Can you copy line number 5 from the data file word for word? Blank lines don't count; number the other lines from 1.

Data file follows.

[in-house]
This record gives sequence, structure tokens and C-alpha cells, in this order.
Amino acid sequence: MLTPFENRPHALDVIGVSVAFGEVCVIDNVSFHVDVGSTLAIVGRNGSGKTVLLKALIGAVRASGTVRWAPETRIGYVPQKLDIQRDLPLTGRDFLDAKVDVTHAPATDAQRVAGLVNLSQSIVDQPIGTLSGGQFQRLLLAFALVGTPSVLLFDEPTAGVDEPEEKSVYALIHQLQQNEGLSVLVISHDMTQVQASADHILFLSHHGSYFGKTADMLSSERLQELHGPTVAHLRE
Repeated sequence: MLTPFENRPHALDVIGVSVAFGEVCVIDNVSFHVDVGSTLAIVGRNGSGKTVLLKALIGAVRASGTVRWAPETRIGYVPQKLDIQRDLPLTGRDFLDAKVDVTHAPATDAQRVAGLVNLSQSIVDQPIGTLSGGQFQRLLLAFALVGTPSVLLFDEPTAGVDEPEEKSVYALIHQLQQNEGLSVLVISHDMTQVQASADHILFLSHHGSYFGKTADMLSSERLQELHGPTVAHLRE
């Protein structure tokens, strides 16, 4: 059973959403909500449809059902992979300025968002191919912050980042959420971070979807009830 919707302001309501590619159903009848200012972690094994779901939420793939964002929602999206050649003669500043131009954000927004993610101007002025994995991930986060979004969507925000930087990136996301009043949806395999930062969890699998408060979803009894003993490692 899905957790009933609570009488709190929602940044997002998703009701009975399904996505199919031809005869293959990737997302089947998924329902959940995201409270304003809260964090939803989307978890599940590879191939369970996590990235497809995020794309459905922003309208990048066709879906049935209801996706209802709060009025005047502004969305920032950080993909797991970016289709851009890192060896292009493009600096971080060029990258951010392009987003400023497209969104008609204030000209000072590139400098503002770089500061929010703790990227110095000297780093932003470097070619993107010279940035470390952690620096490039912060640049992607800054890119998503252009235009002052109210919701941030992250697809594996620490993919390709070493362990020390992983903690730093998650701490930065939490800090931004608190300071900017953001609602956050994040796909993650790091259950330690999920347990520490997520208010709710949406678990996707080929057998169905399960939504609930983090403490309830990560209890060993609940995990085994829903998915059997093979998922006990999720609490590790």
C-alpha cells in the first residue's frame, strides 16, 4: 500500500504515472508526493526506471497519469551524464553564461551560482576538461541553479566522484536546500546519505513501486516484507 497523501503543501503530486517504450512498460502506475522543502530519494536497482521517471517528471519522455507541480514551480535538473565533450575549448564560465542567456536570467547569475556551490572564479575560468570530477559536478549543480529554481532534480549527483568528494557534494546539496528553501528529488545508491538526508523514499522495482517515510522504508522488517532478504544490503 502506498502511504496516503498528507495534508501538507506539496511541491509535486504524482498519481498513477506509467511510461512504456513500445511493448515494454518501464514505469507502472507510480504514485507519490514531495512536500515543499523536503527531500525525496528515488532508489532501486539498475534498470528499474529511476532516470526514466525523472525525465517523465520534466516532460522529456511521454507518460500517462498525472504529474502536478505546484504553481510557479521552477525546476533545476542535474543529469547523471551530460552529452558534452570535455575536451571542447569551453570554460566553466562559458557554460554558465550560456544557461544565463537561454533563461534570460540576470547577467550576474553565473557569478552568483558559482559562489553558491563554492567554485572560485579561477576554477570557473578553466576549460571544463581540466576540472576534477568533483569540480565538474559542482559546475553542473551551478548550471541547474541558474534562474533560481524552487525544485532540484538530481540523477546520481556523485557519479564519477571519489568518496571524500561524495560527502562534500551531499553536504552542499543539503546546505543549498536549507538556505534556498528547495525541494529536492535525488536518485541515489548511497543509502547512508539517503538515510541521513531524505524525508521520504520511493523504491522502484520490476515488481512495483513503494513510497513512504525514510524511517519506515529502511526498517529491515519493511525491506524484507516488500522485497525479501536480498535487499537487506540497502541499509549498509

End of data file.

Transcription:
């Protein structure tokens, strides 16, 4: 059973959403909500449809059902992979300025968002191919912050980042959420971070979807009830 919707302001309501590619159903009848200012972690094994779901939420793939964002929602999206050649003669500043131009954000927004993610101007002025994995991930986060979004969507925000930087990136996301009043949806395999930062969890699998408060979803009894003993490692 899905957790009933609570009488709190929602940044997002998703009701009975399904996505199919031809005869293959990737997302089947998924329902959940995201409270304003809260964090939803989307978890599940590879191939369970996590990235497809995020794309459905922003309208990048066709879906049935209801996706209802709060009025005047502004969305920032950080993909797991970016289709851009890192060896292009493009600096971080060029990258951010392009987003400023497209969104008609204030000209000072590139400098503002770089500061929010703790990227110095000297780093932003470097070619993107010279940035470390952690620096490039912060640049992607800054890119998503252009235009002052109210919701941030992250697809594996620490993919390709070493362990020390992983903690730093998650701490930065939490800090931004608190300071900017953001609602956050994040796909993650790091259950330690999920347990520490997520208010709710949406678990996707080929057998169905399960939504609930983090403490309830990560209890060993609940995990085994829903998915059997093979998922006990999720609490590790």